America’s law enforcement system has seen a number of successes over the past few decades. The major crime wave that began half a century ago has been somewhat reversed. After surging in the 1960s and 70s, gun homicides are down by 49% since their peak in 1993, and non-fatal violent crimes in general are down by a remarkable 72% over the same period. Property crimes (burglary, theft, etc.) have also gone down, dropping by 61% from 1993 to 2011.
There are a variety of theories about the cause(s) for this decline in crime, but there is still no consensus. In a number of cases, however, localized declines in crime can be traced directly to new policing techniques that serve to discourage crimes before they happen. (E.g., New York City went from one of the most dangerous large cities in the US to the safest, in large part because of a major investment in increased high quality community-based policing that reduced all crimes.) Other possible contributors to the nation-wide drop include changes in demography, technology (computers, cctv, and now cell phones), incarceration rates, and social values. http://www.pewsocialtrends.org/2013/05/07/gun-homicide-rate-down-49-since-1993-peak-public-unaware/
However, despite the successes in crime reduction, violent crime is still higher than it was in 1958 and much higher than it has been in Canada (the most similar nation) at any time in the last half century [Pinker, p. 117]. Furthermore, the American system of justice has become remarkably corrupt, much like the legislative and regulatory systems in the US.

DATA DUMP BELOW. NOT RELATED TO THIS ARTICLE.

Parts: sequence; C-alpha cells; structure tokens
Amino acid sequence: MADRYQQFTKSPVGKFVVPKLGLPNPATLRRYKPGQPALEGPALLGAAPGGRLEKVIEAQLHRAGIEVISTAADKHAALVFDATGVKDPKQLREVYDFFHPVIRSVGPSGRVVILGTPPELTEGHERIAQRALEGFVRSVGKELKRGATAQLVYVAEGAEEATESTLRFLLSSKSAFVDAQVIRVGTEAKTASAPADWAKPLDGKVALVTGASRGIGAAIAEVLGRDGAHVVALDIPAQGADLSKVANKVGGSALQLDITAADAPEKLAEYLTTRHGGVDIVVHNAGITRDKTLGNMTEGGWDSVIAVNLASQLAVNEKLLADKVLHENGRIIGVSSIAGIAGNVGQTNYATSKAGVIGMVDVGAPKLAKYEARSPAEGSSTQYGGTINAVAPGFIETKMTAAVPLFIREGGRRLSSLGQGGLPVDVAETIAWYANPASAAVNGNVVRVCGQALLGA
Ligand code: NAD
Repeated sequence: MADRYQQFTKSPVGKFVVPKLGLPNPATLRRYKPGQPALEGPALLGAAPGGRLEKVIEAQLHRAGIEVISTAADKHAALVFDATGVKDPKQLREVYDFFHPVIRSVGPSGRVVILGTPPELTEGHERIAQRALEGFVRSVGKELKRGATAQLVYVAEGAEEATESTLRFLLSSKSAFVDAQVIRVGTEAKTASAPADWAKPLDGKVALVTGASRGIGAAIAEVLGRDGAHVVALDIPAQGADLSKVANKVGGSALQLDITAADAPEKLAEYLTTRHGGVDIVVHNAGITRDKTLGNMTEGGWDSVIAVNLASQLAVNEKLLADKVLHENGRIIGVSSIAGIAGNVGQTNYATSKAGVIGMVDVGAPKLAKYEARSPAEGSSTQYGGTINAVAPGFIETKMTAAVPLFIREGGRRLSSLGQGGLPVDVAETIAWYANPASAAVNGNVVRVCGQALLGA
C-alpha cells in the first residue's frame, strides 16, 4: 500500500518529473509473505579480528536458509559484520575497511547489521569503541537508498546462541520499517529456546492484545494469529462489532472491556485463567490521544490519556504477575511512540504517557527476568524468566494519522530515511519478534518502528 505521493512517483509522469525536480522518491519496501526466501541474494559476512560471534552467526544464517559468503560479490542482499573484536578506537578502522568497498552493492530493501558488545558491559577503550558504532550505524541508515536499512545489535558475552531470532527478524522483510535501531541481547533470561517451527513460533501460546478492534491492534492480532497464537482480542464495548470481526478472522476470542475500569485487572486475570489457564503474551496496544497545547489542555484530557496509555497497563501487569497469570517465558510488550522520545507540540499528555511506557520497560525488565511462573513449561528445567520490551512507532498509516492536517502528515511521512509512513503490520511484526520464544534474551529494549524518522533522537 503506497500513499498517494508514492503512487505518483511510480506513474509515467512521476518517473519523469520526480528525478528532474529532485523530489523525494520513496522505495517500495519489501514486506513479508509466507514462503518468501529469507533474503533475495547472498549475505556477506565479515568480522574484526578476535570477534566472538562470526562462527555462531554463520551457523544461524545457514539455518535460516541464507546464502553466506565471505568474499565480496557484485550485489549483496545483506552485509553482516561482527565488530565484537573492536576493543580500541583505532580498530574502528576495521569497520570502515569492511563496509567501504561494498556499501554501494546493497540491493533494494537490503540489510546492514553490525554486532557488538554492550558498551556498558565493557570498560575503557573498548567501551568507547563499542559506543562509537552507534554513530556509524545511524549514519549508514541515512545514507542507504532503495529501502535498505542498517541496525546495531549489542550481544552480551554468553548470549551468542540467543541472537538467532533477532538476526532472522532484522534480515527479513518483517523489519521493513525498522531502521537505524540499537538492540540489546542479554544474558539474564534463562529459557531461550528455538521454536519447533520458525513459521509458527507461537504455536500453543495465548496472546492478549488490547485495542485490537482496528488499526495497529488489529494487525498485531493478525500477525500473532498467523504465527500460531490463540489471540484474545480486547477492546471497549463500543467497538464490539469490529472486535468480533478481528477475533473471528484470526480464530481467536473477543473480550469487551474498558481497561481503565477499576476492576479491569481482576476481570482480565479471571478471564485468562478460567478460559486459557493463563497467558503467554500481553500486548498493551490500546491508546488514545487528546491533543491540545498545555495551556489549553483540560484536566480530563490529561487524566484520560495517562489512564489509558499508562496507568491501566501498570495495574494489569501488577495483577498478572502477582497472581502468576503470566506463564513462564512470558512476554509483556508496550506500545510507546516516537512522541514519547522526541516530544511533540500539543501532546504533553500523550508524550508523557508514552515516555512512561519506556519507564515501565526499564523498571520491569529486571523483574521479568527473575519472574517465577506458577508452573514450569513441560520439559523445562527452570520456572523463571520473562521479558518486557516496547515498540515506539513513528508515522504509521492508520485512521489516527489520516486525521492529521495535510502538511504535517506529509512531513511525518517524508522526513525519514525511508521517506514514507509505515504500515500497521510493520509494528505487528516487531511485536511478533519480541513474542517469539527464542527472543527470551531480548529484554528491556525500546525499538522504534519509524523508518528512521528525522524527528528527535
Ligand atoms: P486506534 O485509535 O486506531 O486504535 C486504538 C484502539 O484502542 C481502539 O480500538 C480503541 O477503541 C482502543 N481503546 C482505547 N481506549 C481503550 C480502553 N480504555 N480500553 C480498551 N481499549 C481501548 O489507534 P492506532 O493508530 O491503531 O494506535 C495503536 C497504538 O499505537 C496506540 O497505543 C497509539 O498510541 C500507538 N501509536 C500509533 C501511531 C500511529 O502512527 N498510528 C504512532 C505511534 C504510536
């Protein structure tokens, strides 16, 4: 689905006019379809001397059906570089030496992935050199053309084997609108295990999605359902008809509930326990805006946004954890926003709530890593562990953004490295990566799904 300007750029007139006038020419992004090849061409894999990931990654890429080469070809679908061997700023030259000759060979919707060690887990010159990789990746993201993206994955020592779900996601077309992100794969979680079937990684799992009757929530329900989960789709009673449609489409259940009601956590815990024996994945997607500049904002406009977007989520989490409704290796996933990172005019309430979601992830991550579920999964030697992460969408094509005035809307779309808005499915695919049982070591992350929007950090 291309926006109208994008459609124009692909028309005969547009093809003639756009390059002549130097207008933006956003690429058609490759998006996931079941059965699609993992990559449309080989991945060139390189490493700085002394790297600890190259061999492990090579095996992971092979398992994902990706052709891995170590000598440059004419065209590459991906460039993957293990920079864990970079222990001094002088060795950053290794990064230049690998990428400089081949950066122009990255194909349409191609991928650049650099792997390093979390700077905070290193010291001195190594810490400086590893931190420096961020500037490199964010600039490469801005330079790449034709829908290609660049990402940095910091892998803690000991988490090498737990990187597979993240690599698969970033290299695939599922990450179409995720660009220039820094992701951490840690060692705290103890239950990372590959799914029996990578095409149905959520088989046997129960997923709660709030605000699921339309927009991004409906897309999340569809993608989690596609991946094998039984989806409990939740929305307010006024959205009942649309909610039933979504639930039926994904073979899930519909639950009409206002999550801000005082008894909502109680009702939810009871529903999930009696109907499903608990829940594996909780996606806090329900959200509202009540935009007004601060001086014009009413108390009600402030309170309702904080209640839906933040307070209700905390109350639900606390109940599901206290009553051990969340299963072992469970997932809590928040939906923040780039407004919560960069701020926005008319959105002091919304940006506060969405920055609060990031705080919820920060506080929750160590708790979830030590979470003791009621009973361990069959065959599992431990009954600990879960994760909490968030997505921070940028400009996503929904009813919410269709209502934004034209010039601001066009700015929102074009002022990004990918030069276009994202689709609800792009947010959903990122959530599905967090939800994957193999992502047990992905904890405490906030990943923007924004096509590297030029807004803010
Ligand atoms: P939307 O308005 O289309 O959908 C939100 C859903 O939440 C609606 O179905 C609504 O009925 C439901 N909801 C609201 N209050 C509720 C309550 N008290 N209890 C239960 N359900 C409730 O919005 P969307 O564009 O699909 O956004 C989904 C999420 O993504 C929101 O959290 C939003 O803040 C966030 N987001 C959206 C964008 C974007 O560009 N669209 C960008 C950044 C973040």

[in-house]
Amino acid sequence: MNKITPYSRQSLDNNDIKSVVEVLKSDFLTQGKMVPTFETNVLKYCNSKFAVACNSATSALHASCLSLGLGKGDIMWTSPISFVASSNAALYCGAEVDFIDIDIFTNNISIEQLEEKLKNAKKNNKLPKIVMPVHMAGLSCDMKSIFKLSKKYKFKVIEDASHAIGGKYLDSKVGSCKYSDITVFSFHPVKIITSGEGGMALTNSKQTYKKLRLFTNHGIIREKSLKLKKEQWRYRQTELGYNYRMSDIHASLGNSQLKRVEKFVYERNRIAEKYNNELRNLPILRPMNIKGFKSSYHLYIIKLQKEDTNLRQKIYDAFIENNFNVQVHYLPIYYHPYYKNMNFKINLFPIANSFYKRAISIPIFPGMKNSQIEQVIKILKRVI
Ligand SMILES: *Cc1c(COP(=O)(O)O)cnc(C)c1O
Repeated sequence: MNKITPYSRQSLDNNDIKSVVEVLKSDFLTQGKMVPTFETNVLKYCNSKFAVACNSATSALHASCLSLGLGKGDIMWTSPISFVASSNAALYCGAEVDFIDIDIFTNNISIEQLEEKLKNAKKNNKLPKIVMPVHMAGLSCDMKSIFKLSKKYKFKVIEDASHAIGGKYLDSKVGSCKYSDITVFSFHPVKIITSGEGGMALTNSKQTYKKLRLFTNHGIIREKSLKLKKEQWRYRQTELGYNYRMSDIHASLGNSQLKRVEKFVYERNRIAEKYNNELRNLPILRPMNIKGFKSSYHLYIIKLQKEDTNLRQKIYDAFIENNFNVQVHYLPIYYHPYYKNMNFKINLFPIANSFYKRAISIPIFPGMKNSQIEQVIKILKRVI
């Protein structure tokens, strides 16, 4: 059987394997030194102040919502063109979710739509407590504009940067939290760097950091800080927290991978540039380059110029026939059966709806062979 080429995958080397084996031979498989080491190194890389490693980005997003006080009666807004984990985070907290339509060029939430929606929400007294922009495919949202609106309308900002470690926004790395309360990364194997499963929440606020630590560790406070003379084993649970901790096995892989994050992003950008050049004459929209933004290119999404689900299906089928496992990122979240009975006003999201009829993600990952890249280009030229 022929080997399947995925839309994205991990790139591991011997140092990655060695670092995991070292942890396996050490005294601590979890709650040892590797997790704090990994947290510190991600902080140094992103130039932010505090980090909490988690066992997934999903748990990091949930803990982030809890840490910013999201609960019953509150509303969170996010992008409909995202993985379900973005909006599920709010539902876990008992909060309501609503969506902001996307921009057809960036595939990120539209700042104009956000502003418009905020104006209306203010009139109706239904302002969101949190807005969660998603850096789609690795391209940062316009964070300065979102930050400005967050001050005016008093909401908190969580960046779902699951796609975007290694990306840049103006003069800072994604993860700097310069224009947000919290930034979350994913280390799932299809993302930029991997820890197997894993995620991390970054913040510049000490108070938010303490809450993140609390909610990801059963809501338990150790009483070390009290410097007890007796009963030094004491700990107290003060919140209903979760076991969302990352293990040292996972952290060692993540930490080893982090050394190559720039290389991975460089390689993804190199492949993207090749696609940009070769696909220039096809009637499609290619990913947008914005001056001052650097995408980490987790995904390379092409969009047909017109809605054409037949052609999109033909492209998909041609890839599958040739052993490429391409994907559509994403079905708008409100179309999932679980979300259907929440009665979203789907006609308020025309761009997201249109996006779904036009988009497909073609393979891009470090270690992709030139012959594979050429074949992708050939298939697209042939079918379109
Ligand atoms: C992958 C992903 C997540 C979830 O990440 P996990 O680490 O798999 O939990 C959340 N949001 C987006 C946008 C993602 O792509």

This corruption has spread from the “merely” selfish manipulation of legislators, judges, and other officials into a systemic problem that has eroded the effectiveness of one of the most critical parts of any society, the part that is supposed to provide a guarantee of safety and stability – its police and courts. To put it bluntly, our justice system has become a one-way street into social and economic oblivion, and too many Americans have been forced down it with little or no real proof of guilt and little regard for the actual costs of their crimes or the damage that severe punishment does to their communities and the country as a whole. This is weakening the social fabric of America, as well as causing a number of other problems throughout our human and social capital.
Part 1: The source of the rot
Part 2: The war on drugs
Part 3: Underfunding local police
Part 4: Assembly-line justice
Part 5: Forfeiture abuse
Part 6: Interactions – Justice